Neches River Bridge


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Neches River Bridge Study
Purpose and Need Statement
May 2015 Jefferson and Orange Counties CSJ: 7220-01-001 Texas Department of Transportation - Rail Division

Background and Introduction
The City of Beaumont lies on the Texas coastal plain just inland of the Gulf of Mexico. The Beaumont region is an integral component to the U.S. port system and national rail efficiency. Three Class I railroads, the Kansas City Southern Railway (KCS), Union Pacific Railroad (UPRR) and the BNSF Railway (BNSF), along with Amtrak, operate in the Beaumont region. The Class I railroads move freight nationally and regionally via a critical rail system that intersects in and around the City of Beaumont. Amtrak operates the Sunset Limited line on the same UPRR infrastructure through the City of Beaumont.
The primary east-west rail corridor through the City of Beaumont includes the only river crossing in the region, the Neches River rail bridge, a single track vertical lift span bridge owned and operated by the KCS. The bridge averages 7-8 lifts per week which result in train delays while ships navigate the river below. BNSF, UPRR, and Amtrak have trackage rights on the KCS mainline approaches and the bridge. Both UPRR and the KCS change crews in Beaumont. Though the region does not have a unified terminal that operates rail transportation, the local rail based traffic is just as vital to the efficiency and effectiveness of the freight system as is the national through traffic. Finally, several yards (Port of Beaumont Interchange Yard, KCS’s Chaison Yard and Vidor Siding, UPRR’s South, East and Beaumont Yards, and BNSF’s Beaumont Yard) are located in the Beaumont region, within the project study area. Figure 1 illustrates the location of each of these railroad system components.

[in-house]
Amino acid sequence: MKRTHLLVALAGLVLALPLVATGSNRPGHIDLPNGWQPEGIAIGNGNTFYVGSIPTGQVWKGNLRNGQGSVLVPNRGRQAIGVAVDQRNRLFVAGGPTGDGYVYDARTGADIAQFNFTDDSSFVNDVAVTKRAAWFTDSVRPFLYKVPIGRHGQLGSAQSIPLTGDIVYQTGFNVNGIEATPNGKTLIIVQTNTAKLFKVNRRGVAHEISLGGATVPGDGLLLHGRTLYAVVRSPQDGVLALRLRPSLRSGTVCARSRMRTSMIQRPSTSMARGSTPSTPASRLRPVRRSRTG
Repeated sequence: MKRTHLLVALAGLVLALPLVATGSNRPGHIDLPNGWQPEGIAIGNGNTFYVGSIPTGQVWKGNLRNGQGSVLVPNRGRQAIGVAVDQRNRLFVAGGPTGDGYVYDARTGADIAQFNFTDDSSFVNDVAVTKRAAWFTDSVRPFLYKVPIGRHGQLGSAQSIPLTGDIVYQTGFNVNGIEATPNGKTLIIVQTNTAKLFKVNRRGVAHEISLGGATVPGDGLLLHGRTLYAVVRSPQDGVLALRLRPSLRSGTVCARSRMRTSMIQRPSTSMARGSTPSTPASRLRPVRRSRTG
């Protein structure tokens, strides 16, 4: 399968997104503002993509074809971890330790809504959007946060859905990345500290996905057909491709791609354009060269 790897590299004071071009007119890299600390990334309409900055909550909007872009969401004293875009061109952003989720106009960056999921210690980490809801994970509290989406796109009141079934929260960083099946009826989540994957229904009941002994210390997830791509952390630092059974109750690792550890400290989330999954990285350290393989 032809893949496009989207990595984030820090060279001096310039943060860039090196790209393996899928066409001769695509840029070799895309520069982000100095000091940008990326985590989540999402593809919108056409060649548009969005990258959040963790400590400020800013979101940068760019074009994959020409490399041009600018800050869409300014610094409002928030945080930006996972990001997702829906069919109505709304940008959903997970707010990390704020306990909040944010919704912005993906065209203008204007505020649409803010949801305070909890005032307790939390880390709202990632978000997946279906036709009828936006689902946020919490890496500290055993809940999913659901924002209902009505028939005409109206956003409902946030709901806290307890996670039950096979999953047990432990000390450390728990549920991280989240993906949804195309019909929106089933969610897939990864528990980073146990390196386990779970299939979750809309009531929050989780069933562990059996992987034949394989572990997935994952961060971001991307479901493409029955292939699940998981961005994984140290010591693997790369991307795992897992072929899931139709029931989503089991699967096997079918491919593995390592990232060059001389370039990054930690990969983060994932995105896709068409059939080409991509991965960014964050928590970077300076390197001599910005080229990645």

Purpose and Need Statement
The Purpose and Need Statement is intended to clarify the challenges presented to constructing an additional rail crossing of the Neches River at Beaumont, the expected outcome of public and private expenditures, and to justify that expenditure (i.e. address what is to be accomplished and why it is necessary). The statement will be used to guide the development of alternatives and will be fundamental to how the evaluation criteria for making selections among the alternatives are developed. The Purpose defines the transportation problem to be solved. The Need describes the problem and provides data to support the identified solution to the problem (Purpose).
Purpose of the Neches River Bridge Project
The purpose of the proposed Neches River Bridge project is to:
Improve rail operations through the Beaumont area by providing a second rail crossing of the Neches River. Improved rail operations would focus on maintaining existing rail mobility and continuity while providing new rail capacity to accommodate growth. Improved rail operations would increase overall freight and passenger rail capacity and efficiency and reduce rail and vehicular congestion by addressing vehicular mobility at railroad-highway grade crossings.
Support and enhance industrial facilities utilizing rail, marine and highway services in the Beaumont region. Improving the movement and interface amongst rail, marine and vehicular

Neches River Bridge Study Purpose and Need

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modes would benefit the Beaumont region in terms of development and economic growth, which are top priorities for stakeholders and the public in the region.
Figure 1: Beaumont Area Rail System Components

Need for the Neches River Bridge Project